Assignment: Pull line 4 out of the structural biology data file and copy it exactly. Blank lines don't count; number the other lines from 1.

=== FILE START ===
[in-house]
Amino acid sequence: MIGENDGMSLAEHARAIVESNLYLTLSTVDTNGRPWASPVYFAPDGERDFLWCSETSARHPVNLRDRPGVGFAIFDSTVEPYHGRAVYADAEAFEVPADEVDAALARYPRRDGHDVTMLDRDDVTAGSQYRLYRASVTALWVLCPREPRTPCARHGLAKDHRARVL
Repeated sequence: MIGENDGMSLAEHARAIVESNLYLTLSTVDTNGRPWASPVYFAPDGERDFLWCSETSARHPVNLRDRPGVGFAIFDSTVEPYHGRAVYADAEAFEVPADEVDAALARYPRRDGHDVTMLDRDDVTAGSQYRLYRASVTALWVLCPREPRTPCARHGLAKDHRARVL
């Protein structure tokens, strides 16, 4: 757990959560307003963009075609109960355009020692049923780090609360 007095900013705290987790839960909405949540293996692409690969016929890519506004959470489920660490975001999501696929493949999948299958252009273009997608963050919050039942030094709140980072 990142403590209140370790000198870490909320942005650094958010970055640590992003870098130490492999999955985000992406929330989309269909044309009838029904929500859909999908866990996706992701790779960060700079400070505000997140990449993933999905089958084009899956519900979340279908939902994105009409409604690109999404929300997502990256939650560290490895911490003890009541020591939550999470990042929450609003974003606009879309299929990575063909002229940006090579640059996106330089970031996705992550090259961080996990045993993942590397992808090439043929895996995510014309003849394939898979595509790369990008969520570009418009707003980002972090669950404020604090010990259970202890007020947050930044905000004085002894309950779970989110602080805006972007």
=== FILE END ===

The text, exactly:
């Protein structure tokens, strides 16, 4: 757990959560307003963009075609109960355009020692049923780090609360 007095900013705290987790839960909405949540293996692409690969016929890519506004959470489920660490975001999501696929493949999948299958252009273009997608963050919050039942030094709140980072 990142403590209140370790000198870490909320942005650094958010970055640590992003870098130490492999999955985000992406929330989309269909044309009838029904929500859909999908866990996706992701790779960060700079400070505000997140990449993933999905089958084009899956519900979340279908939902994105009409409604690109999404929300997502990256939650560290490895911490003890009541020591939550999470990042929450609003974003606009879309299929990575063909002229940006090579640059996106330089970031996705992550090259961080996990045993993942590397992808090439043929895996995510014309003849394939898979595509790369990008969520570009418009707003980002972090669950404020604090010990259970202890007020947050930044905000004085002894309950779970989110602080805006972007």